Having been with the bank for nine years, Bajwa moved to Dubai from New York in 2008. He was promoted to his current role three months ago and describes himself as “new to the role but an old hand within the organisation”.
Before taking up his new job, Bajwa headed up the sales team within the business.
As one of the most established regional names, he explained that the business initially chose to focus on the local market.
“We are from the region, we invest here, so really our client base should be here,” he said, describing the bank’s early strategy. “We expanded out to Abu Dhabi in the first instance and then to the rest of the Emirates.
“When we thought we had a good footprint across the UAE, we expanded to Bahrain, Oman, Saudi, then Kuwait.”
Between 2011 and 2017, assets under management have risen to $4.4bn (£3.5bn, €3.9bn) from $1.2bn; while the product range has grown to 15 funds from eight.
It’s only over the last year or so that Emirates NBD AM has started to expand beyond the Gulf region.
“Before we went out to the international market, we wanted to launch our Ucits range of funds. When you’re talking to a client in Switzerland or Singapore, one of the key things they look for is the Ucits structure. We launched our umbrella in 2014,” Bajwa said.
Prior to that, all of Emirates NBD AM’s funds had been Jersey based.
“Initially that was great, especially in a region where most other firms had locally domiciled funds. We showed up with a Jersey-domiciled fund that immediately put us a notch above everyone else.”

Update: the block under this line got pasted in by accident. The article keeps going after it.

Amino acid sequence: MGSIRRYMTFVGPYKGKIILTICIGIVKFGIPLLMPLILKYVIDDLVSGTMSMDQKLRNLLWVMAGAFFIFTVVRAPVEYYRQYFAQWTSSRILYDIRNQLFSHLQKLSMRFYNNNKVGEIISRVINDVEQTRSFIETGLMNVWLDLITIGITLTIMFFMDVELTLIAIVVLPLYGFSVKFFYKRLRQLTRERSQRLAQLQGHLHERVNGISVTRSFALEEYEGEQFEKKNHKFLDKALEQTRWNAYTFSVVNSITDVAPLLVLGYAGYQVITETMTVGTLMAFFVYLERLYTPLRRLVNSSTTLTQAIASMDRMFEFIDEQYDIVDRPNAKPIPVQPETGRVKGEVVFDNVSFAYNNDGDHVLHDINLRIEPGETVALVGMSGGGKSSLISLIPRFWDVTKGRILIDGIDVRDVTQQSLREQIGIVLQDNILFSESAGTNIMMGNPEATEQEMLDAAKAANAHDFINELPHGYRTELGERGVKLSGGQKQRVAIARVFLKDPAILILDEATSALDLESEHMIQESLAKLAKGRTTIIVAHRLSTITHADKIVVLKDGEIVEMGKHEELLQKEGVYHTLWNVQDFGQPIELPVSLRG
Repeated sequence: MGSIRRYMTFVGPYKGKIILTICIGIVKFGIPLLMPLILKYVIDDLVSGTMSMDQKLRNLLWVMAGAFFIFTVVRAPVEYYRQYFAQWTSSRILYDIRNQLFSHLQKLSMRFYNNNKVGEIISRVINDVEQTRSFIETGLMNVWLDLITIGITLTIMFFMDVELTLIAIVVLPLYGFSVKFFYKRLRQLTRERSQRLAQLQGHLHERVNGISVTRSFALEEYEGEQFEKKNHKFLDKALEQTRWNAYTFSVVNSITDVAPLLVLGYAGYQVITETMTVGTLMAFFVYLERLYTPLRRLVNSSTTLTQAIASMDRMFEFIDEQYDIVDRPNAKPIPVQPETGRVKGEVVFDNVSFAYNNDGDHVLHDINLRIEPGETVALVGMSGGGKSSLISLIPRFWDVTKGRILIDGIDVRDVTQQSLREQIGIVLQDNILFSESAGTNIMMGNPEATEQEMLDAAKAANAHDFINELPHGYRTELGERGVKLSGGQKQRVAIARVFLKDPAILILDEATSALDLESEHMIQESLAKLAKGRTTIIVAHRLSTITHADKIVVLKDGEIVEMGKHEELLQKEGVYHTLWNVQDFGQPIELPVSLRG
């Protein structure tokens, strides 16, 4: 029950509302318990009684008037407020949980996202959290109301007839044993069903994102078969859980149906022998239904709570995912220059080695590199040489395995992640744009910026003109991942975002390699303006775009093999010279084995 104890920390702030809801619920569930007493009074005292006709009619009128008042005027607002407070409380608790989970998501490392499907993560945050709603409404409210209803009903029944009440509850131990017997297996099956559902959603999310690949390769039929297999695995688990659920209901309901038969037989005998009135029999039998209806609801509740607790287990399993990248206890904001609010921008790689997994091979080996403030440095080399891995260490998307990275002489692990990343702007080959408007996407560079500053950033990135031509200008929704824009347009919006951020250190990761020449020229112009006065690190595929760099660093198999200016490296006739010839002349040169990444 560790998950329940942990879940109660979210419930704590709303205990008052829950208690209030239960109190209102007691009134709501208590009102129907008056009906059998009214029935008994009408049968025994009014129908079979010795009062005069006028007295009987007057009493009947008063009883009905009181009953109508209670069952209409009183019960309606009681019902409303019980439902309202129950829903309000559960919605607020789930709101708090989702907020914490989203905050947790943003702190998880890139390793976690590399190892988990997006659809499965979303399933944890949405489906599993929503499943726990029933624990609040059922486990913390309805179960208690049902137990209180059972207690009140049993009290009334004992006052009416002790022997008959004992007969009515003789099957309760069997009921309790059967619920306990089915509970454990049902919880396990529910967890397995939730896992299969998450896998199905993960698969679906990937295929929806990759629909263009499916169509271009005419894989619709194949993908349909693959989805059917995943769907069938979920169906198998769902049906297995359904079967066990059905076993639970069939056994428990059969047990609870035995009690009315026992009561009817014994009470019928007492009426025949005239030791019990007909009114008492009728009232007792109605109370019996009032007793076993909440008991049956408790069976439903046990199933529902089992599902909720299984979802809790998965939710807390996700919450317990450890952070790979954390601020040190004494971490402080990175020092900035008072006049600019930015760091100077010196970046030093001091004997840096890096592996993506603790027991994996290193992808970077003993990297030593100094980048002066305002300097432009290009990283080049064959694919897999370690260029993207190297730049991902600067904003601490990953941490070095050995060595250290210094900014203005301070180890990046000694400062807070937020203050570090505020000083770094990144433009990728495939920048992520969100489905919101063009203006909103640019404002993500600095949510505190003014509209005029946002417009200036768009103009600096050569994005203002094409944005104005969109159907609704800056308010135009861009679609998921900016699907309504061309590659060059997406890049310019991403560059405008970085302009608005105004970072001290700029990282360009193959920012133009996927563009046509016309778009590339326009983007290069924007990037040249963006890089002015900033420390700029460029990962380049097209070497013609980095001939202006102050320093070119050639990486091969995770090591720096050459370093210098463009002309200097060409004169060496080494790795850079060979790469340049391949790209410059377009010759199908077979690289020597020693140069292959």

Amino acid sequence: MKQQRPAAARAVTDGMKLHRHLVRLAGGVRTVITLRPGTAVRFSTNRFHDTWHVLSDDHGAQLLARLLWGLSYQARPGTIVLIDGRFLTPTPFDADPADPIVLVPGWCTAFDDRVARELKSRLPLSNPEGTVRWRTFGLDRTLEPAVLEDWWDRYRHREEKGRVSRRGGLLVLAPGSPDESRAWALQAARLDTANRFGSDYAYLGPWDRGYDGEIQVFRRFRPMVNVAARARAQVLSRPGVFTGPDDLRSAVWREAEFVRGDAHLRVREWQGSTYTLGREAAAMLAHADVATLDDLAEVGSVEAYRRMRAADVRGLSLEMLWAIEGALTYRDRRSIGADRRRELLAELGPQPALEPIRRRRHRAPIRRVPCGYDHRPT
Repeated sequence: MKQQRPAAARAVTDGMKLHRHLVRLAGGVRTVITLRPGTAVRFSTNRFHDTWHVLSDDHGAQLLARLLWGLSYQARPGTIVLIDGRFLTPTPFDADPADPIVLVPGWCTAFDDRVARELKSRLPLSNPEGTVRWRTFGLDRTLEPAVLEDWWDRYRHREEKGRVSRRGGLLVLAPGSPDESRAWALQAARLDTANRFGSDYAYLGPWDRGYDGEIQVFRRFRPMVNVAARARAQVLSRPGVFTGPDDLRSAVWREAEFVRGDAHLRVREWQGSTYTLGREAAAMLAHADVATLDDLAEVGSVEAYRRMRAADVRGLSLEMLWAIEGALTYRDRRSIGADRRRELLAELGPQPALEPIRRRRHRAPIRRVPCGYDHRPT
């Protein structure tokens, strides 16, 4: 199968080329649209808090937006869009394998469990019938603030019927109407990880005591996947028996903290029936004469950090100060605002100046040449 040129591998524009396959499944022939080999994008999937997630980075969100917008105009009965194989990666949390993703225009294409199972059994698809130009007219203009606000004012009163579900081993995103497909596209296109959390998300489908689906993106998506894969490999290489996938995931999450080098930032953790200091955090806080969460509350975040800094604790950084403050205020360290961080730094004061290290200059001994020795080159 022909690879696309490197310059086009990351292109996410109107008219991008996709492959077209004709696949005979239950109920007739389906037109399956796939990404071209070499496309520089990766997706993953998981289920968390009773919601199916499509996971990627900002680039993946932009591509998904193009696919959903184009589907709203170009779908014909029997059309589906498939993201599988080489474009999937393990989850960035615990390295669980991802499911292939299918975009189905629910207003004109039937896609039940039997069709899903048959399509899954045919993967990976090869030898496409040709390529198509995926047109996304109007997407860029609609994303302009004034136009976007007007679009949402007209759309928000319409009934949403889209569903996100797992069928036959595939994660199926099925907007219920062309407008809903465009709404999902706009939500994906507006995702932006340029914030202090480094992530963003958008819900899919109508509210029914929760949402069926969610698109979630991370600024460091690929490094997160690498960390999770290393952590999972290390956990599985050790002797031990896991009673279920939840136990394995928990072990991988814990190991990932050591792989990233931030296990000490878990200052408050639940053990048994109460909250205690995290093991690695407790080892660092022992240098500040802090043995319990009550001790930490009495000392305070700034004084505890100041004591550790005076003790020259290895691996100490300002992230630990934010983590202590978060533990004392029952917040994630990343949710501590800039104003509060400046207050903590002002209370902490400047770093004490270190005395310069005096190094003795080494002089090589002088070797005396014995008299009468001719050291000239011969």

The decision to go to Asia and Europe meant the firm needed a Ucits structure, Bajwa explained. As a result, the decision was taken to “transport the fund range to a higher jurisdiction and make it Ucits compliant by going to Luxembourg”.
“We incubated the fund range for the first couple of years to develop the track record. Now that it has a three-year track record within the Ucits umbrella, it is really where we make our push out into the international market.”
Unlike in other regions, banks continue to dominate the asset management space in the Middle East, Bajwa said.
“In development markets, such as the UK, you will find a lot of independent asset managers. Banks do have asset management arms but the largest asset managers will be standalone and not affiliated with a bank.
“That trend has not taken hold yet in the Middle East region. You have a few independent asset managers but they tend to be few and far between and are much smaller in size.”
In the region, by way of providing investment products, “banks still dominate the lion’s share of the market”, he said.
“We haven’t got to the next stage of capital markets evolution where independent asset managers start to evolve.”